That’s why, behind the scenes, Parsons Brinckerhoff-which has become the LMDC’s transportation consultant-developed a plan with Brookfield Properties, the influential downtown real-estate concern that owns the World Financial Center and 1 Liberty Plaza, which directly adjoin Ground Zero on two sides. While the prospect of extending Metro North downtown appears to most observers to be too far-fetched, the possibility of making downtown more accessible to LIRR riders is not.
Using existing infrastructure developed by the M.T.A. in its ongoing construction of a train link to Kennedy and La Guardia airports, the plan would require LIRR commuters to switch at the Jamaica station for a special shuttle that would follow existing LIRR tracks to the Atlantic Avenue Terminal in downtown Brooklyn. From there, it would use a “drill track”-a fifth center track used only in emergencies-on the A line until just before the Hoyt-Schermerhorn stop. There, it would move onto the F line and use the Rutgers Street Tunnel that currently runs between the York Street F station-the last in Brooklyn-and the East Broadway station on Manhattan’s Lower East Side. From there, it could make any number of switches onto existing tracks into lower Manhattan.
The train, which would run on both LIRR and subway tracks, would be as lightweight as a subway car; this would allow it to use the subway tracks, where federal regulations say the heavier LIRR trains cannot operate. Commuters from Long Island would make only one stop after boarding the shuttle in Jamaica-at MetroTech in downtown Brooklyn-before barreling towards lower Manhattan.
Huge Price Tag
It’s still a massive project, requiring nearly $2 billion over three years to complete, according to initial estimates. That’s nearly 10 percent of the $20 billion total in federal money pledged to the redevelopment of downtown. But it’s the least expensive proposal on the table for extending commuter lines to lower Manhattan.
Margaret Fung, a member of Community Board 1’s transit task force, formed in the wake of Sept. 11 to monitor the rehabilitation of downtown for commuters, saw the plans at a presentation on July 18.
“Everyone thought it would be a good idea to have better transportation links,” said Ms. Fung, who is also the executive director of the Asian American Legal Defense Fund. “But my view was that it wasn’t such a great idea if it was going to create additional problems for subway riders.”
Ms. Fung said that exact figures on how subway riders would be affected were not available at the meeting.
Others pointed to the complex engineering required to get the new shuttle service from the Lower East Side F train tunnel down to the former World Trade Center area. In several locations, it would have to pass over an existing 40-foot “stack,” where two 20-foot-tall tunnels already cross. That would require tunneling 20 feet below the surface in some places-a delicate operation even for a short distance, and the source of much of the project’s projected cost.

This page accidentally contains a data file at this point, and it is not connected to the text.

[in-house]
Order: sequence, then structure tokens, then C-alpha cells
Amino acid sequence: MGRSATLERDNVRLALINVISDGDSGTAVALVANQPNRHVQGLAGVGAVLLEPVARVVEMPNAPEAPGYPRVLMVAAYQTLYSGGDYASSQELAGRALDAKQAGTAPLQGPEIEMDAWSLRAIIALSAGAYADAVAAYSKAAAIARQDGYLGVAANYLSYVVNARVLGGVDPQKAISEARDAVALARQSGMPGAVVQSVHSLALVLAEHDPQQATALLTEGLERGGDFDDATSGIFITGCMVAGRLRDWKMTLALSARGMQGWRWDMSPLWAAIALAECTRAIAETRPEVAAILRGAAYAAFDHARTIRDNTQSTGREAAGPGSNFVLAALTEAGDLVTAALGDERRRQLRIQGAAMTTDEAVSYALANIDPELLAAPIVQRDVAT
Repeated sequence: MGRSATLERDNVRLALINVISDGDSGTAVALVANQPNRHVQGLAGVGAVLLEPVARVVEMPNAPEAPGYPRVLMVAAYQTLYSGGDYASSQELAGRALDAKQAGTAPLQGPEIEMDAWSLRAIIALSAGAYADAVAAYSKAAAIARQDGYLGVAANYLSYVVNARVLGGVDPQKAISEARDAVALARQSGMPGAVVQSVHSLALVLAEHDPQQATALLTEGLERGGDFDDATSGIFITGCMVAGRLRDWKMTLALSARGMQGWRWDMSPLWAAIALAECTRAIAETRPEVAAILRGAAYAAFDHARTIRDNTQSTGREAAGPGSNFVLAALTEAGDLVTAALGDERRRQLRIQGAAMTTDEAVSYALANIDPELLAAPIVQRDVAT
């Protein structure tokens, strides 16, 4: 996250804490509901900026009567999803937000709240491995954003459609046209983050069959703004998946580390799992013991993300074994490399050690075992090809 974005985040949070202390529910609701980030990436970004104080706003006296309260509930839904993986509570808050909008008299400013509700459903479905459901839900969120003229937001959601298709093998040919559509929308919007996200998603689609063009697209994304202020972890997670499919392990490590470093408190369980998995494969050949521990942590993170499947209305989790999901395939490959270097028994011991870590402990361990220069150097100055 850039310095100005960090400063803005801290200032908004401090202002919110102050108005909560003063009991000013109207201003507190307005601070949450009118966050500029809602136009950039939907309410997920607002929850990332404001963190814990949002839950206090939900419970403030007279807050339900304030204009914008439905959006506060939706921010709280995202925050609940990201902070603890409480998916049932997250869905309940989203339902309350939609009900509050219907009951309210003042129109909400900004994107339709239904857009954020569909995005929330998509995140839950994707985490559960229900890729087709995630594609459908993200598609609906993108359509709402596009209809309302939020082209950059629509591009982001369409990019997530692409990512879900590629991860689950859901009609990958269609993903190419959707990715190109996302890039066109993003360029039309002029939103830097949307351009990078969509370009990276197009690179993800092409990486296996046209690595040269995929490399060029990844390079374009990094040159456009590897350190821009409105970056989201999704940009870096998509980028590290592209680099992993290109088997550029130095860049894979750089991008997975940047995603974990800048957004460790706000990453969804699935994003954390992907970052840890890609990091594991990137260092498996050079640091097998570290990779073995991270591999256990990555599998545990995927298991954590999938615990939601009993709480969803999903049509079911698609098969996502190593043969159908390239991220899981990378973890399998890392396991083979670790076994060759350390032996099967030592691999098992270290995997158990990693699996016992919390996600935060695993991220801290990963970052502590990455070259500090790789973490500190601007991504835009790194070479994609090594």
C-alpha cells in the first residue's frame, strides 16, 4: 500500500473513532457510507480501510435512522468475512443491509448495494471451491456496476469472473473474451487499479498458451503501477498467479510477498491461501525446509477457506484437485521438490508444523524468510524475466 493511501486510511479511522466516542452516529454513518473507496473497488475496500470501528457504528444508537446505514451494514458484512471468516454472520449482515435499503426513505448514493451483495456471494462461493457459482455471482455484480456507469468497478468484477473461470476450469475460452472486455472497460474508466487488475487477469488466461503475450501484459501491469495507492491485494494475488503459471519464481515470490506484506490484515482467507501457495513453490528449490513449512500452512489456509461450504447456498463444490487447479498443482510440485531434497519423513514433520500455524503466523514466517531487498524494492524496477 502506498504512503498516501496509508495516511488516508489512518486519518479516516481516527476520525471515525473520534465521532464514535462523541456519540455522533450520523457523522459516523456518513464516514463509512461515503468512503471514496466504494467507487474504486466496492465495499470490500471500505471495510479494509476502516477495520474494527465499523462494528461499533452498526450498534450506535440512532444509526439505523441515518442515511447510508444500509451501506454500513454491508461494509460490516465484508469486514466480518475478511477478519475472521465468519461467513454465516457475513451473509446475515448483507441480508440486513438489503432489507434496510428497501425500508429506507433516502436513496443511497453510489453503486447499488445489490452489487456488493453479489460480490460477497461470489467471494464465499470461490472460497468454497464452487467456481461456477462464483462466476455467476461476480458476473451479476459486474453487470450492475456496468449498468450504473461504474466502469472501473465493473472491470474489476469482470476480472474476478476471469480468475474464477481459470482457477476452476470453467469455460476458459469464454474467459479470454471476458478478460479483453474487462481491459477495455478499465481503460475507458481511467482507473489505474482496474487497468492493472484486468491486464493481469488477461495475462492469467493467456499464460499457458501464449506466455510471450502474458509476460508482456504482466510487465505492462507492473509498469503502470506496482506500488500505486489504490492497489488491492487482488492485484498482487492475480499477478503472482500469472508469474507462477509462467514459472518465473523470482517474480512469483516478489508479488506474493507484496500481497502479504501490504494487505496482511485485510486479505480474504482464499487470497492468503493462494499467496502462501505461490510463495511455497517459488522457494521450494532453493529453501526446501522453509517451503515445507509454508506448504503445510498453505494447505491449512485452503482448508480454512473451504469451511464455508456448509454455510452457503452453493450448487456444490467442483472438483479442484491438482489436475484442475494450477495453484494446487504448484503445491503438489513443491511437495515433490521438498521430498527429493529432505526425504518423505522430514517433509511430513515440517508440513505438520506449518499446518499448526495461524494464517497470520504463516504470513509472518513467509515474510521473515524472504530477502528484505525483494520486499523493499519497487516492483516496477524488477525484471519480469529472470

It’s also an underlying factor in the urgency the LMDC is attaching to transit plans for lower Manhattan. Those plans are interdependent with plans for building on the World Trade Center site, because tunnels will have to be built in order to support different kinds of structures above ground, while decisions about where to invite development above ground will, in turn, depend on what kinds of transit services are available in lower Manhattan and where.
Insiders said the Brookfield plan already has wide approval at the LMDC-which, after all, selected the firm that had done the Brookfield report for its own transportation-planning study, and is widely believed to hold the purse strings on the $21 billion federal pledge for downtown redevelopment.
That’s not written in stone, though. And so the M.T.A. has a powerful incentive to lobby the federal government directly. But the agency has encountered resistance at City Hall from Mayor Bloomberg to its ritual stickup: Give us money or we’ll raise fares. The issue was not supposed to come up until after the gubernatorial election, but that hasn’t stopped the Mayor from talking tough.
With the M.T.A. accountable for a slew of projects that have already been partially funded-from the Second Avenue subway to the extension of the No. 7 line to the Penn Rail Yards, slated for a massive overhaul-the agency may not be in a position to extend itself much further.
That’s why, LMDC sources said, the M.T.A. has been going to the federal government directly to try to secure redevelopment funds for its own version of a downtown transit hub: an expanded South Ferry IRT stop with more direct connections to the Staten Island Ferry and the Battery Maritime Ferry Terminal, already slated for rehabilitation by the city’s Economic Development Corporation. While the plan was on the table long before 9/11, sources said that M.T.A. officials were making the argument that the agency should get the money for a transit hub there, to accommodate intermodal ferry-to-subway service popular with the city’s Department of Transportation.
Not to be sidestepped, several sources told The Observer that the LMDC was preparing a preliminary swipe at the M.T.A.’s federal-money grab by leaving the South Ferry intermodal terminal out of the transportation plans to be presented by Parsons Brinckerhoff this summer.
It’s going to be a bumpy ride.
– Additional reporting by Brandt Gassman